In conclusion, I greatly enjoyed reading this book. I grew up in the 1980s and 1990s and even then I felt, in the words of Doris Murphy, like a "weird girl, or a strange girl because I could play" sports. I grew up during a time before women had professional sports and before female athletes were shown on TV all that much. Yet, even then, I was cognizant of the unfairness of it all. I see now that I'm not weird, strange, or unnatural for being a good athlete and for wanting more than society was ready to offer me. Rather, it is those who have tried to hinder me along the way who were stunted and scared.

As I get older, I continue to play organized sports with other women and men and I enjoy being able to use my body in this way. I can't imagine a time in life in which I won't be active. Even when I really do become frail and of hip-breaky age, I'm sure I'll be in a pool somewhere with my Cocoon buddies. I have no doubt that being physically strong and interacting with other people on the field has contributed to success in my academic and professional life. That women have endured and thrived, in spite of myths that still often tell us it is our "feminine" destiny to remain weak and frail, shows just how not frail we are.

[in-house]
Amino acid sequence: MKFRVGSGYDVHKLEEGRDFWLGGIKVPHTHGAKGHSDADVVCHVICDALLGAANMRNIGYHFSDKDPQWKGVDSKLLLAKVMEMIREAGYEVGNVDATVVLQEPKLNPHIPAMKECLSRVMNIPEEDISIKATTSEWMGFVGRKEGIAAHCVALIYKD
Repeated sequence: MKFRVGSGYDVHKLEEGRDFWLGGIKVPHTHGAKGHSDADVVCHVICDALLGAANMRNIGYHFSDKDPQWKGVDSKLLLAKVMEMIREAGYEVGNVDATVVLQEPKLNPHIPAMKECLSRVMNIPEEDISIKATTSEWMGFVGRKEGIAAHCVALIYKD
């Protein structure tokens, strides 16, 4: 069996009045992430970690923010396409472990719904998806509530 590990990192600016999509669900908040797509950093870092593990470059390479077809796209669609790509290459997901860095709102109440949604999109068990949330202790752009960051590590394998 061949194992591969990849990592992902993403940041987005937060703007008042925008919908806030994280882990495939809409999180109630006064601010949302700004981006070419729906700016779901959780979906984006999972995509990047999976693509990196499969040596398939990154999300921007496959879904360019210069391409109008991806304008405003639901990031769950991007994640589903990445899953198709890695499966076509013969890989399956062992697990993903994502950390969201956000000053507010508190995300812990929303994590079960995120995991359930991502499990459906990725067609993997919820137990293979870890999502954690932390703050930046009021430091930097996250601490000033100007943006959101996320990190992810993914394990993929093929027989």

No comments: